Breeding Process of Honey Gourami

If the water condition of the tank is right, then it is easy to breed Honey Gourami. In the breeding season, a pair of Gourami fish builds a bubble nest under the leaves of the plants. So, if you buy a separate breeding tank of 10 gallons, then it will help the fish lay eggs comfortably.

In the breeding tank, the temperature of water should be 79-84°F (26.11-28.88°C); its hardness should be 8 dGH and its pH level should be 7.0. Moreover, add a gentle air-powdered sponge filtration, which will help in keeping the water of the breeding tank clean. You should also add vegetation that will help the fish building its nest under the leaves.

The male Gourami builds the bubble nest, and after building it, it shows the courting colors into blue-black by swimming towards the female fish. The changing colors of the male fish attract the female. After the mating the female releases about 20 eggs and the male fertilizes the eggs. The male fish is such a protective parent that it picks up the eggs in its mouth and put them in the nest and protects it until the eggs are hatched.

After 24-36 hours, the eggs of the fish are fertilized, and after three days the newborn fries can swim freely. You can feed infusoria or liquid fry food and baby Brine Shrimp to the fries.

Diseases of Honey Gourami with Intervention

Although Honey Gourami is a resilient fish, you need to change the water of the tank weekly, otherwise, this fish may get affected by various skin infections and tissue-related diseases. Some common diseases of this fish are:

  • Velvet Disease – This is caused by a parasite, Oodinium pilularis that lives in the gills, mouth, and skin of the fish. This parasite causes infection in the skin and gills of the fish. Moreover, it is seen in the form of brownish and golden dust on the fins of the fish.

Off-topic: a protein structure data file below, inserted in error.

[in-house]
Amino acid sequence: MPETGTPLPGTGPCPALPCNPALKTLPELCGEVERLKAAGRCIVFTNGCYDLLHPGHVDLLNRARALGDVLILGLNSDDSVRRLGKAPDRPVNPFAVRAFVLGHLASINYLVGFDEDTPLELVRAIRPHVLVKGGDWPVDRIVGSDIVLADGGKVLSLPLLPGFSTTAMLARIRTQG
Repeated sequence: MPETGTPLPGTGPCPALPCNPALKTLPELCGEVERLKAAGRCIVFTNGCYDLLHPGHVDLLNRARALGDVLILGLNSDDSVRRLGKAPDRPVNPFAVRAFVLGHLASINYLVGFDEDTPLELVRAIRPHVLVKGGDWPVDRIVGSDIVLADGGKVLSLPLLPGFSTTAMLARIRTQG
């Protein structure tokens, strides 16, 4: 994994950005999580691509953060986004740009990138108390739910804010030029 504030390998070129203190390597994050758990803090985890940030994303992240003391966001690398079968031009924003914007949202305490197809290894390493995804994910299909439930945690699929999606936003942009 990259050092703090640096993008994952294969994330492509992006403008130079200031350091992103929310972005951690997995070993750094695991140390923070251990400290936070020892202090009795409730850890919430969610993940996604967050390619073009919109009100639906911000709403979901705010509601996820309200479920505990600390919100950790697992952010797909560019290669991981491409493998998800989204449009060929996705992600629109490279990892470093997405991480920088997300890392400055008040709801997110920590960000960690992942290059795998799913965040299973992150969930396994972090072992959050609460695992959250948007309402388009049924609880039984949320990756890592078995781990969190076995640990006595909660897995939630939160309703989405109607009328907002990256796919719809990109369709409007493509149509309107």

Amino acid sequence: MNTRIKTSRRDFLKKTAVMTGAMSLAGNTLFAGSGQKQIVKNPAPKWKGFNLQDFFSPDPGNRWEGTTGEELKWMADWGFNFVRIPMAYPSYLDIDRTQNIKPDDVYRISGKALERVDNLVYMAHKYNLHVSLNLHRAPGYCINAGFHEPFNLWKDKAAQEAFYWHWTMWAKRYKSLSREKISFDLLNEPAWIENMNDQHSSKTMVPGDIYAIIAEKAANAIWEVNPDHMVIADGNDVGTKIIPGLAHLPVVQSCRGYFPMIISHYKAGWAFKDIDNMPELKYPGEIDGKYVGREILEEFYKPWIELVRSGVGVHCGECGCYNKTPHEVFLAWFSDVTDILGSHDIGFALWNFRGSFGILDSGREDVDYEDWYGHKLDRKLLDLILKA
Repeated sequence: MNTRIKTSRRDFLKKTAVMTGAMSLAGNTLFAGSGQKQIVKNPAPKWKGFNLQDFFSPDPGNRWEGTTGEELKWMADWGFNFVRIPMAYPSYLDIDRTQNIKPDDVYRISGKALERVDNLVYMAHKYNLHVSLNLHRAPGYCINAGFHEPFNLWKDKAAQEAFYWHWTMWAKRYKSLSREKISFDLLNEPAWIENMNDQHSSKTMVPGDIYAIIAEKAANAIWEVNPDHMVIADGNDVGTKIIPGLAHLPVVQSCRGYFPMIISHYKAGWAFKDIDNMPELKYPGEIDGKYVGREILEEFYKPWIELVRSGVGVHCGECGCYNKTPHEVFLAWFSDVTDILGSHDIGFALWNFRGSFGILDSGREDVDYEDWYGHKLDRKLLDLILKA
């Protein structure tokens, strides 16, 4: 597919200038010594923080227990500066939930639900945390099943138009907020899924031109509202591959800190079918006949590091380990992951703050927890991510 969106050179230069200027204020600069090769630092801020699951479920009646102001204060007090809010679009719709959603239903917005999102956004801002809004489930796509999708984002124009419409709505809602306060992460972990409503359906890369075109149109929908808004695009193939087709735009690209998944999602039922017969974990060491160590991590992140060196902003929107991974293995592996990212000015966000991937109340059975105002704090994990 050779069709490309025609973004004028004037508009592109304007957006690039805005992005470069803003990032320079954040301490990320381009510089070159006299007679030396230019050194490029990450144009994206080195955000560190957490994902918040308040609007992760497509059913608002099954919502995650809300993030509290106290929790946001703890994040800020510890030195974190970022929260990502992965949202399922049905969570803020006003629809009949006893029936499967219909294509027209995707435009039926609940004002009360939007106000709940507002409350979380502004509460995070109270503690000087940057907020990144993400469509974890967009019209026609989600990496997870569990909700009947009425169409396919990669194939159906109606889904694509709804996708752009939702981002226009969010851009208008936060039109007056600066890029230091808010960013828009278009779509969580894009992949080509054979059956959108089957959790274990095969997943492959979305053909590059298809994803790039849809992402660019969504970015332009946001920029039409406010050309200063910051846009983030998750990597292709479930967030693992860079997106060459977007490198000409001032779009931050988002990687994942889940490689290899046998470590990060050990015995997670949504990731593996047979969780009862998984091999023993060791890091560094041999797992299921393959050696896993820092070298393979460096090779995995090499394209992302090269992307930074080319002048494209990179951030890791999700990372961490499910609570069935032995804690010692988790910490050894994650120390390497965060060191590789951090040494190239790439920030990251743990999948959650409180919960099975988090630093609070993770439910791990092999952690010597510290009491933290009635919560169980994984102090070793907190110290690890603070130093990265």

• Constipation – Wrong diet and malnutrition may be the reason for constipation. It will be better if you don’t feed frozen foods to this fish because those are the prime reasons for constipation.
  • Ich or White Spot Disease – Due to the inappropriate tank setting and poor water condition, the fish is affected by Ich or other bacterial infections. In this condition, you will find big white patches on the body of the fish. Moreover, you will see the fish rubbing its body against the objects of the tank.
  • Hexamitiasis or Hole in the Head – This infection is caused because of the parasitic protozoans that are known as Hexamita. Substrates are the main source of this parasite. If the substrate of the tank is not good, then Honey Gourami will get affected by Hexamitiasis, and you will find a hole in its head.

Along with water maintenance, a balanced diet is also needed to be planned for the health of the fish. Be wise in choosing the substrate of the tank because wrong substrate may cause potential risk in parasitic infections.

If your pet fish is prone to these diseases, then visit a veterinary doctor and start the treatment of your aquatic friend. Also, make a proper diet plan for your pet fish after taking suggestions from an expert nutritionist.

Interesting Facts about Honey Gourami

  • Honey Gourami can breathe and survive in poorly oxygenated water, although they would prefer a well-oxygenated environment.
  • The male Honey Gouramis are more protective of their newborn fries than the females.
  • A dark substrate brings out their colors in the best possible manner.
  • This fish likes swimming in a pair.

Acquire Ideas about More Gouramis

There are various species in the Gourami family that are often kept in the aquarium of beginners and experienced aquarists. The care guides about those fish will help in upbringing them. So, take a look at the care guides of different Gouramis:

Honey Gourami is famous for its sunset appearance, which looks like the orange sun. Do you want to bring this sunset beauty in your aquarium? Don’t worry; we are here to help you in taking care of this stunning fish. Hope our comprehensive care guide will aid you in maintaining the comfort of this calm beginner-friendly pet fish.